Speaker 3: 00:49:22 And that’s fine because you know, the friends that you have around here, you don’t see all the time anymore because you’re in middle school, they’re in elementary school still. And, and that’s okay. But I, you know, like now you don’t spend as much time with, with just me, whereas you spend you know, in some cases a little bit more time with daddy playing video games because I don’t play the video games. But when you were younger, you didn’t play the video game. So you kind of, you know, your interests have kind of, you know, changed and things like that. But we still, you know, the two of us still, you know, do stuff, like if, you know, daddy and Sam go and do something, you know, and they have like a guys time, we kind of do, you know, our girl thing, we, you know, go to red tent or pink tent, you know, so we, we still have our things.

Speaker 3: 00:50:16 We’re, we don’t spend as much time just you and I as we used to when you were younger. But, you know, it’s just you know, I mean, I can definitely say we’re a lot better than other families who have, and it’s not to say that, you know, we, it’s not that we don’t want to, it’s just the time constraints or things like that. And, you know, but I think also we also still do a lot of things as a family, you know, and that’s a big thing where not a lot of families like podcasts. It’s definitely a bonding time. Well, this is normally you and daddy’s bonding time. And then daddy and I have have our podcast you know, that we do. And you know, usually the way the, the weekend kind of falls is, you know, one of the days of the weekend it’s going out and doing something together as a family, depending on what the weather’s like or whatever.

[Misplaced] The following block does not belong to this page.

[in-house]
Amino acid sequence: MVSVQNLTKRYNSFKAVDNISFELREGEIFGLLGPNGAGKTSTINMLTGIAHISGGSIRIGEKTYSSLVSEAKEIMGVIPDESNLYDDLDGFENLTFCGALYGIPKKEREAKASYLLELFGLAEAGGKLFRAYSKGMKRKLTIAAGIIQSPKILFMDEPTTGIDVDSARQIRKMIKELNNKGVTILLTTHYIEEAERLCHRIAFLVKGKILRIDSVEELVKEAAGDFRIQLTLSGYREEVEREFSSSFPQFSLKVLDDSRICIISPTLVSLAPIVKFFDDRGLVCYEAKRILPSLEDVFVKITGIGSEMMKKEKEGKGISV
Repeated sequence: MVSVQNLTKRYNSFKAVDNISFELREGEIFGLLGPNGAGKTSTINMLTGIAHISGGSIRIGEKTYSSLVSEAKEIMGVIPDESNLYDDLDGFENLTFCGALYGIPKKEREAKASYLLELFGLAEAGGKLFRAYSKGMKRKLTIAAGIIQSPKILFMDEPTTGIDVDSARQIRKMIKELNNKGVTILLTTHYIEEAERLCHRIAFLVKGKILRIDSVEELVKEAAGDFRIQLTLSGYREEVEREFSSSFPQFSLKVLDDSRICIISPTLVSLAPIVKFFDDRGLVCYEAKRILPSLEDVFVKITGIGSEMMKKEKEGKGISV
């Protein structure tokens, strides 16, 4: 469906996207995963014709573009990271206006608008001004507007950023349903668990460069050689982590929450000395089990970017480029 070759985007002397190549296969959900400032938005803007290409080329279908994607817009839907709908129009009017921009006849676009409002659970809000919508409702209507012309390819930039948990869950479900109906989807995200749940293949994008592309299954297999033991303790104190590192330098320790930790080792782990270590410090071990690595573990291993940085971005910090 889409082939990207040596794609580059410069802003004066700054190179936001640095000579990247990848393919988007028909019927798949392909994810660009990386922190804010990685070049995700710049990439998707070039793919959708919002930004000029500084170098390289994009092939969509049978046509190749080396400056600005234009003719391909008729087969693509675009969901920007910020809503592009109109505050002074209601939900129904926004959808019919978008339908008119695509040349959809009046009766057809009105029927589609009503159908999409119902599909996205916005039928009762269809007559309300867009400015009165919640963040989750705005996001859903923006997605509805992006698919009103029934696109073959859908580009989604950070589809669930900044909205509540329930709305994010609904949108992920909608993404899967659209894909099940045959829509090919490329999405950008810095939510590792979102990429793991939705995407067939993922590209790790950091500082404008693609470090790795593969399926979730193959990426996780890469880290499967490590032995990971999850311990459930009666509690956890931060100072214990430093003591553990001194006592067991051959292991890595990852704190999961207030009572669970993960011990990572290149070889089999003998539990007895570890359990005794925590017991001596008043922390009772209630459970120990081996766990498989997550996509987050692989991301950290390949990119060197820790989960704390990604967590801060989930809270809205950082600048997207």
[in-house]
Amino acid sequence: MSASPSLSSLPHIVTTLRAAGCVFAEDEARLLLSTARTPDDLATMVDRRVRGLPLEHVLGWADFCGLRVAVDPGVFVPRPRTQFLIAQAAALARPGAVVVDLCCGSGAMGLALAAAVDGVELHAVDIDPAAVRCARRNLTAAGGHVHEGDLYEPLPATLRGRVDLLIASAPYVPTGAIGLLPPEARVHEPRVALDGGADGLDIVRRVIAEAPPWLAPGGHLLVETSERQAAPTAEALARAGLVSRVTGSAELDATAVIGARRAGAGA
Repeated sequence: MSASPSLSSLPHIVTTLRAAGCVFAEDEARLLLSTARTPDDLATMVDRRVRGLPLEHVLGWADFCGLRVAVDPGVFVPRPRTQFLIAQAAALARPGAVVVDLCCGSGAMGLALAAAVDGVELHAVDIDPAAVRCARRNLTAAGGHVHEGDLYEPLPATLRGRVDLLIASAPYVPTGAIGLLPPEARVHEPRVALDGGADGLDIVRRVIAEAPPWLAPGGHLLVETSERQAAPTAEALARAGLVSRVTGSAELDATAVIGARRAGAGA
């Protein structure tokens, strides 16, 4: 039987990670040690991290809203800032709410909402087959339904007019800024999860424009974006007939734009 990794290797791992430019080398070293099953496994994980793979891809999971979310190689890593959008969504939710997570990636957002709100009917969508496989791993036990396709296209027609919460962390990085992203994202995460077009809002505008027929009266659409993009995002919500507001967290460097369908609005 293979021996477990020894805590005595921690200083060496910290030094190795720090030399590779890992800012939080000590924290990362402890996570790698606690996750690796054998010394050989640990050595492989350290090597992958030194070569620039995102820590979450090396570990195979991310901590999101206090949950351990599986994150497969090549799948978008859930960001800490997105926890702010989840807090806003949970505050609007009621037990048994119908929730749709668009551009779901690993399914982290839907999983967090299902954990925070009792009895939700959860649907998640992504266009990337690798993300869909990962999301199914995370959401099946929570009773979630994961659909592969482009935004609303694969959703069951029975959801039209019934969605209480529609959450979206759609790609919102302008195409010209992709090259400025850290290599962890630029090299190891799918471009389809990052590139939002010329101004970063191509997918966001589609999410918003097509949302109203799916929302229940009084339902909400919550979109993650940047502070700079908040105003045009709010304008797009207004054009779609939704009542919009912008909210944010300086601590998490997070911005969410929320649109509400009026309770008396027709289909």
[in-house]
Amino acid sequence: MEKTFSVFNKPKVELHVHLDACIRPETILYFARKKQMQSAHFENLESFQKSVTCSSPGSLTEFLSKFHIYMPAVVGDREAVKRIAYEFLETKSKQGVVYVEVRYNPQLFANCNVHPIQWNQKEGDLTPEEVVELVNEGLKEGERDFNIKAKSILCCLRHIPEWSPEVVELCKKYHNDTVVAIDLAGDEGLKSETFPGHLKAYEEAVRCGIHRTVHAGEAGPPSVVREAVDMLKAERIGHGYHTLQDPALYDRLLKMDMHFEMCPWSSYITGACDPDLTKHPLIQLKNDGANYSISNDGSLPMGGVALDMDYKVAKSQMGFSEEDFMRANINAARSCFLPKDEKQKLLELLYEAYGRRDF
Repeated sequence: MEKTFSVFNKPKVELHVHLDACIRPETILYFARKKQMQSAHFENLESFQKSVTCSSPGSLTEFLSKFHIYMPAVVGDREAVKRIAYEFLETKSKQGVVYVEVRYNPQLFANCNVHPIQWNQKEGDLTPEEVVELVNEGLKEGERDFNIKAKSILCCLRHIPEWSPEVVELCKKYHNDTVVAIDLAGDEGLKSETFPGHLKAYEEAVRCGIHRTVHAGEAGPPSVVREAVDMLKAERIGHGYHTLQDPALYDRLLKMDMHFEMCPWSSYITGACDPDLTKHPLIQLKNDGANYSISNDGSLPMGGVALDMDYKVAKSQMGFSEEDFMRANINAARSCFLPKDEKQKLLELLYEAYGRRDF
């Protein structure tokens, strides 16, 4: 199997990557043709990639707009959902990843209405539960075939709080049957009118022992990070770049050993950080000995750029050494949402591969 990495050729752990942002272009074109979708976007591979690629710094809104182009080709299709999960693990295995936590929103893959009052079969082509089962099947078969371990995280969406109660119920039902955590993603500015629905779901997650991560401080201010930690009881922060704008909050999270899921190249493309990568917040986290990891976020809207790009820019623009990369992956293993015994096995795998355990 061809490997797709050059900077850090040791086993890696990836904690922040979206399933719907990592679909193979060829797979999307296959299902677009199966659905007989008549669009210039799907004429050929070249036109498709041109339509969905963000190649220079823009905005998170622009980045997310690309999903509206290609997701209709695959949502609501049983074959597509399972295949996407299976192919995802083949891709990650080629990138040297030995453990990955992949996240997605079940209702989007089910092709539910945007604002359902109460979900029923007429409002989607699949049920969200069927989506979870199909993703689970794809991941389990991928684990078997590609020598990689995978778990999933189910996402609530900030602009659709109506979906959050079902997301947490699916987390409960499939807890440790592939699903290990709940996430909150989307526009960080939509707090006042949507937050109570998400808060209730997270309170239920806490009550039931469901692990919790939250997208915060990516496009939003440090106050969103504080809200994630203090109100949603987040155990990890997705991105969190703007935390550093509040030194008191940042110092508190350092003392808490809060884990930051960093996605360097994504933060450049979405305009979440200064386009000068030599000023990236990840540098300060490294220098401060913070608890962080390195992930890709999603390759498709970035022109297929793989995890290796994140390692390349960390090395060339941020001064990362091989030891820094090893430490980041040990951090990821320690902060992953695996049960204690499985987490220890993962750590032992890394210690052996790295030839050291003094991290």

Speaker 3: 00:51:10 And, and sometimes it’s just going to the farmer’s market together, you know, to go shopping or Hey, let’s go to the mall and walk around, you know, together and grab lunch or something. You know, so we, we do tend to do, or if there’s a movie, you know, we w you know, we’ll do the movie at least, you know, once a month or so, or you know, like, Hey, we haven’t had movie night at home in a while. You know, like when, if even if we couldn’t go see the movie in theaters, we would always like try to find it at home. And I really had to find, you know, something that we have, you know, that on Netflix or like, Hey, we missed this when it was in the theater, but we have it on DVD now let’s, let’s make popcorn and do a movie night. So, yeah. All right. Okay. Next 24? I think so. Yeah. So what is the first word that comes to mind when you hear my name?

Speaker 3: 00:52:05 Munchkin. . Yeah, my ne my infinite, my infinite, infamous, infamous nickname. I’m sorry, I don’t know how to pronounce that. Does that mean if we weren’t using the branded version we could just call her a donut hole. That’s just weird. It’s weird daddy. Okay. 45. What is the worst part about being a mother and what is the best? The worst part is seeing you in pain or upset where I can’t fix it. And the best part is seeing you succeed in and, and you know, just achieving things and, and you know, seeing a problem and you know, now you’re getting older where you know, you can solve a lot of the, the problems on, you know, on your own. You had, you know, an issue with some bullying the other day and you handled it, you know, while you were upset when you were explaining it to, to, to me when I got home. But you know, you said you guys went to the teacher, you did the right thing, you know, it was all the things that we’ve talked about one out of the, you know, all, all the different years when you’ve had issues. And we said, okay, well tomorrow we’re gonna talk to the teacher. Tomorrow we’re going to talk to the camp counselor or whatever, you know, and here was one where you took care of it. We didn’t have to do anything. So yeah, very proud you